Presentation on theme: "Pragmatism developed in the U.S. after the Civil War (ca. 1865) no longer content merely to reflect European philosophy a new approach for a new and vigorous."— Presentation transcript:
Pragmatism developed in the U.S. after the Civil War (ca. 1865) no longer content merely to reflect European philosophy a new approach for a new and vigorous young nation 3 key thinkers: William James Charles Sanders Peirce John Dewey
William James (1842-1910) trained first as a medical doctor, then a psychologist finally became a philosopher and the chief advocate of Pragmatism James shared the American distrust of purely theoretical or intellectual activity, and asked: What is the point of theorizing? What difference does it make? Why is it important to bother with the mind games of theorists?
What is Pragmatism? It is: a method for evaluating intellectual problems, and a theory about the kinds of knowledge we are capable of acquiring. The Starting Point: Before determining if any given philosophical claim is true, James thought it first necessary to determine the “cash-value” of the claim.
Cash-Value The “cash-value” of our ideas is to be found in the use to which they can be put. With regard to any theory, we can ask what difference it would make if I believed it, and what consequences it would have for my behaviour If it would not make the slightest difference whether I believed a theory to be true, and it had no effect on my actions at all, then the theory’s “cash- value” would be zero: the theory is useless
Theories ought to be judged, then, in terms of their success at helping us solve problems: -- they are the instruments we use. Suppose you get lost in the woods, and use your knowledge of the sun’s position, the direction you’ve been going, previous info. about the terrain, etc., to develop a theory about how to “find yourself” again. the “cash-value” of your theory will be judged according to your success in avoiding becoming a midnite snack for Smokey the Bear
By contrast, many classical philosophical theories have little or no cash-value. What difference does it make if you believe (or disbelieve) that the universe is really only one vast mind? It would change none of the daily problems you face, and give you no clues about how to resolve them. At best, such a metaphysical belief might make you a little bit happier (or sadder, if you disbelieved); beyond that, it has almost no cash- value.
Reflections like these led James to a simple conclusion: A theory is true if it works. Traditional (rationalist) philosophers like Plato held that the truth of ideas is not dependent on human experience -- an idea is true or false whether anyone knows it or not. James argued that the only meaningful way to gauge the truth of an idea is to see whether it works. claims about absolute, objective truth are meaningless, since they can never be proven by experience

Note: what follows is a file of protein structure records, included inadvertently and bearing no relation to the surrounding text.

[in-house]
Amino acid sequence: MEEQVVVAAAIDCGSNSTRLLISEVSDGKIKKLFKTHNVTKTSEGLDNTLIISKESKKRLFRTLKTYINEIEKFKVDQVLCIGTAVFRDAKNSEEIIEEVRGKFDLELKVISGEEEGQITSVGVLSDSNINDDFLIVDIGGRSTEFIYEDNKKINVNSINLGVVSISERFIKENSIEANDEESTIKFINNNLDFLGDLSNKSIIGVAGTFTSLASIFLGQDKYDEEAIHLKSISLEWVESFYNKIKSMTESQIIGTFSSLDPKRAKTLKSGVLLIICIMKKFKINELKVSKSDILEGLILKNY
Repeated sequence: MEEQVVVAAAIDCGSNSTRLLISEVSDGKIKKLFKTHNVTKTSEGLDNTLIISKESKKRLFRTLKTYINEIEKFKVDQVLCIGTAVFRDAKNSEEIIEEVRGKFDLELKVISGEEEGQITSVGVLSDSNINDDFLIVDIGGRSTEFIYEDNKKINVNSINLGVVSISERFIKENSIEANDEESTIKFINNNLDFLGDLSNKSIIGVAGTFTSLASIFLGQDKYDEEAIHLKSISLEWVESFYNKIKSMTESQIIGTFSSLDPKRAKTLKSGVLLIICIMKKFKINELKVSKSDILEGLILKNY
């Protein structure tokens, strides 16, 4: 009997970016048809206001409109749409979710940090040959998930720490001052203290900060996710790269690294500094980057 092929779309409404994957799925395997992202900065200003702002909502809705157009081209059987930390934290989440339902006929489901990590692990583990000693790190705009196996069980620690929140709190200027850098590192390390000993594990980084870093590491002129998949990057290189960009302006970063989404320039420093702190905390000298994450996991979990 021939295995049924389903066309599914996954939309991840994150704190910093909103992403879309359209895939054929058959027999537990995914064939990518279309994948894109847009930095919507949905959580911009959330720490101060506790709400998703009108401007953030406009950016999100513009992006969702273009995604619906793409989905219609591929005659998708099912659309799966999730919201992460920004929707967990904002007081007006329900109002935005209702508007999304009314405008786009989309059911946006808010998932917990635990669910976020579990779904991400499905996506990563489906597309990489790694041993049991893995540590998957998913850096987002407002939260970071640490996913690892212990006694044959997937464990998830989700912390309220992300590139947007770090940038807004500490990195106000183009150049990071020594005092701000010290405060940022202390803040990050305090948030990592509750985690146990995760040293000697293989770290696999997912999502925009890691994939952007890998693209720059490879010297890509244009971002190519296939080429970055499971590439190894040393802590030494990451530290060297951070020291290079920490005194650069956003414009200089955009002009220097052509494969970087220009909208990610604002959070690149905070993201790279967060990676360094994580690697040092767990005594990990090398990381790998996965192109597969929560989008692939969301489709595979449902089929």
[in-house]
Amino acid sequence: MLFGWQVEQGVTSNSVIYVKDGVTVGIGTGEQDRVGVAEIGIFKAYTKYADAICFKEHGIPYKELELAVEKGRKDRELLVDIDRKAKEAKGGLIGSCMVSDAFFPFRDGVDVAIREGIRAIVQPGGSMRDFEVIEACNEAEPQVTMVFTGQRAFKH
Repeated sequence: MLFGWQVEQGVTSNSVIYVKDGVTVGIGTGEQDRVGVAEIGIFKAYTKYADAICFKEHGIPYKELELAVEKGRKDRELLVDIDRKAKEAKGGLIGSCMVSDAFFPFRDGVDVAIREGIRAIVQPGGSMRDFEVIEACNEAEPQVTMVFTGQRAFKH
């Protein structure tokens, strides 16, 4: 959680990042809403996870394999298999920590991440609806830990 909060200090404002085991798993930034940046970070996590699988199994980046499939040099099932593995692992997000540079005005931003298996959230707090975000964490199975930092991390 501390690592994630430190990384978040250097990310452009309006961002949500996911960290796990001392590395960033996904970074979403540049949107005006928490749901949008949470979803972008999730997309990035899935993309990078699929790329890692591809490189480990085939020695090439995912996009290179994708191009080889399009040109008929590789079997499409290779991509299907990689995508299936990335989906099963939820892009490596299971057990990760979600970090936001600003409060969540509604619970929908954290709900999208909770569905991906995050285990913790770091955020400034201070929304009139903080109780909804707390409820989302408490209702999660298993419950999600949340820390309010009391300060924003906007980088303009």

Pragmatic Truth For a pragmatist, then, truth isn’t something a idea “has” -- it is something that happens to an idea. Before you discover whether an idea, theory, or belief works, it is neither true nor false. As you test out the theory or idea, it becomes true or false, or more true or less true. In other words, truth is not something static and unchangeable -- it grows and develops with time.
This view of truth fits quite well with modern science, which progresses by means of experimental trial & error through a succession of increasingly accurate theories. Newton, for example, worked out the laws of motion, and for centuries his theories were considered true because they worked. When Einstein showed that the classical laws of physics didn’t quite work in certain situations (esp. as one approaches the speed of light), our understanding of the truth about motion changed.
Pragmatism and Ethics For the pragmatist there is no “fixed” world to be revealed by experience; there is only a continuous quest to find workable solutions to life’s problems. The way to discover what is morally right or wrong is the same as when seeking truth: a good action is one that works to solve a given problem. e.g. Is the right way to solve one’s money problems to rob a bank?
Presumably, one pragmatist would consider all the possible unsatisfactory consequences for oneself and others (i.e. imprisonment) and conclude that bank robbery is the “wrong” solution. On the other hand, another might just as readily conclude the solution is “right” -- IF they get away with the crime. Clearly, then, pragmatism offers no absolute moral principles -- the “good” is what works, and judging this involves a purely subjective evaluation.
Criticisms At what point can you tell whether an idea has “worked?” We need some criteria, a moral framework; but this is just what pragmatism tells us we can’t have (because it’s “meaningless”). There is a danger of falling into a morality based on personal preference (“Well, it works for me!”). Some pragmatists respond that you must look to the long-term consequences, but those consequences may go on forever the idea might work only sometimes
Source: Popkin, R.H. and Stroll, A. Philosophy Made Simple. New York, Doubleday, 1993. See chapter 1.